R6Frame provides a R6 "frame" around a data.frame (or data.table), which allows one to create more complex objects/operations based on the underlying data. R6Frame is meant to be used as a template for R6 subclasses, and comes with S3 methods for most data.frame operations included.

As an example, R6Frames can be used to handle labels for variables in a data.frame. This allows us to preserve the labels more easily than using a label attribute for each variable.

Creating a subclass

To subclass R6Frame, we can simply specify it under inherit. In the code below, we create a minimal subclass with a private field called .label and public getter/setter methods for the field. Because we want to be able to for instance rbind and preserve labels, we also need a merge_vectors function which prioritizes the label for the first R6Frame in e.g. rbind:

# Subclass "Labelled_df" for R6Frame.
is.labelled_df <- function(x) inherits(x, "Labelled_df")
Labelled_df <- R6::R6Class("Labelled_df",
  inherit = R6Frame::R6Frame,

  # Private methods
  private = list(.label = NULL),

  # Public methods
  public = list(
    set_label = function(..., list = NULL) {
      # Set label for a variable.
      new <- merge_vectors(..., list, private$.label, default = self$names())
      private$.label <- new
    get_label = function(which = NULL) {
      # Get label for a specified variable. (NULL = all labels.)
      res <- private$.label
      if (!is.null(res) && !is.null(which)) {
        res <- res[match_all(which, names(res))]
        if (!length(res)) res <- NULL


# Utility function that merges named vectors for private field (.label) in Labelled_df.
# Duplicates are dropped from the end of the named vector (after unlisting).
merge_vectors <- function(..., default = NULL) {
  dots <- list(...)
  if (!length(dots)) stop("No vectors supplied.")

  # Use unnamed default's as names for a vector of NA's.
  # (So we can pass colummnames as a default.)
  if (!is.null(default) && is.null(names(default))) {
    default <- setNames(rep(NA, length(default)), default)

  res <- c(unlist(dots), default)
  nms <- names(res)
  if (is.null(nms) && any( && any(nms == ""))
    stop("All elements must be named.")

  # Return should be ordered by default if it exists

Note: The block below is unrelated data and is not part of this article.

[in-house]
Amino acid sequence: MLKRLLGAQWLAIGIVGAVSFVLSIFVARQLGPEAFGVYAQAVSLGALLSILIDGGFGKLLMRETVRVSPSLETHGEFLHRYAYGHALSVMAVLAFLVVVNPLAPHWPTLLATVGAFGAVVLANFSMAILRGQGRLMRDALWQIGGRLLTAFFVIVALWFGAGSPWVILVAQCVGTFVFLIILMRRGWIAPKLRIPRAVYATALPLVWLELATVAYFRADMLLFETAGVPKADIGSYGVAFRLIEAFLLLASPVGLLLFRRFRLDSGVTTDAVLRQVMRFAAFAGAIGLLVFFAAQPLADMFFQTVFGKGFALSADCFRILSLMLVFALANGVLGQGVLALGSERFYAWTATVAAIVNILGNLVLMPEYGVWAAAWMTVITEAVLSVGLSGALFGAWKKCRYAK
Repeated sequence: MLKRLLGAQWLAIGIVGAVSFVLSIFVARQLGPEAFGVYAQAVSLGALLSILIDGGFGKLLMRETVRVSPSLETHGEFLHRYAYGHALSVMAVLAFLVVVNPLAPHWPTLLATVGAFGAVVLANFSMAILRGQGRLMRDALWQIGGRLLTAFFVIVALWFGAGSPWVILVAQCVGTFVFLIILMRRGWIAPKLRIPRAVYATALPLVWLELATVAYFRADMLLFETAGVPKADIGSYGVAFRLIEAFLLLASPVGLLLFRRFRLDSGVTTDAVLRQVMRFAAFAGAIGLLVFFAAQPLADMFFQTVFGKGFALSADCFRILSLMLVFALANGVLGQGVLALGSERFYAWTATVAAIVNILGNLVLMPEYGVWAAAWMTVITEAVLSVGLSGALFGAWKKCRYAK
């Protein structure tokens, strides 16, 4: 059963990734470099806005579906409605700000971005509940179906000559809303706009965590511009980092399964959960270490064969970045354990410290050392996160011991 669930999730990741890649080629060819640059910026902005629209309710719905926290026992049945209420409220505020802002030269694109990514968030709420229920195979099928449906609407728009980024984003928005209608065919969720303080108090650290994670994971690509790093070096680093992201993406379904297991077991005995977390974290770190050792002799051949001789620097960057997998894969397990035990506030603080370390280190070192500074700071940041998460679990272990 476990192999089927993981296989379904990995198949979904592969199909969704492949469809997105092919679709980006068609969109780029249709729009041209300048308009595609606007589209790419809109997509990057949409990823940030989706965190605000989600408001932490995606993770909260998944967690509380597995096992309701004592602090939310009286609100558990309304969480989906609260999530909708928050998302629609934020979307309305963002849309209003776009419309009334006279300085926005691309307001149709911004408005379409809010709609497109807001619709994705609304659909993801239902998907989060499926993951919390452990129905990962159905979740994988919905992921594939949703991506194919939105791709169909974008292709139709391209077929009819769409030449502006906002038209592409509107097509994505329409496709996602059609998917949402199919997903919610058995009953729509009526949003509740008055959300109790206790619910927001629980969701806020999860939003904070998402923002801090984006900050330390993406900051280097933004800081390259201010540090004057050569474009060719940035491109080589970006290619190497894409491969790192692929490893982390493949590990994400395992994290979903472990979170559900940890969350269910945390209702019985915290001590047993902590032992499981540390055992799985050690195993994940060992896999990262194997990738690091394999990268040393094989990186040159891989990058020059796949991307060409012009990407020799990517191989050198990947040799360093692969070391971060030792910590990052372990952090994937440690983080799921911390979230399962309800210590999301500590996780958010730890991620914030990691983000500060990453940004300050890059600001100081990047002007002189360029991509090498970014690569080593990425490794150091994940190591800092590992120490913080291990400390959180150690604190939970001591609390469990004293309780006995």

res <- res[!duplicated(names(res), fromLast = FALSE)]
  if (!is.null(default)) {
  } else {



Each function call on a R6Frame is sent to either $do() or $do_merge() (all binds and joins), which can be modified to update the .label field everytime we perform an operation on the data. For this example, we need to update $do_merge() for our labels to follow if we merge or join two or more Labelled_df:

  function(f, dots, env) {
      # Get existing labels from data
      lab <- lapply(dots, function(x) { if (is.labelled_df(x)) x$get_label() })
      # Assign to private field (self$do and in turn self$update will remove duplicates)
      private$.label <- merge_vectors(private$.label, lab)
      # Call the default R6Frame method "do_merge" to complete the operation.
      super$do_merge(f, dots, env)


Whenever the result of an operation is a new (or the same) data.frame, R6Frame will call $update() on the result. In order to drop labels as variables are removed for instance, or add a "slot" for a new variable, we have to change $update() as follows:

  function(renamed = NULL) {
      # If renamed is not NULL, it is a vector with the same length as the data
      # and contains the new names for the variables. (Usually from dplyr methods.)
      if (!is.null(renamed)) {
        private$.label <- setNames(private$.label, renamed)

Example usage

In the code below, we can see usage examples of our new Labelled_df class and how the labels are kept updated through various function calls.

org <- data.frame("A" = c("Yes","No"), "B" = c(1, 2), stringsAsFactors = FALSE)

# Initialize
df <- Labelled_df$new(org)

# Set label
df$set_label(A = "Yes/No", B = "Numbers")

# Add a column
df[, "test"] <- "test"

# Split and set label
df2 <- df[, "test", drop = FALSE]
df[["test"]] <- NULL

df2$set_label(test = "Test label")

# Join again
df3 <- cbind(df2, df)


To see more examples, check out the code at:

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R6Frame documentation built on May 30, 2017, 3:05 a.m.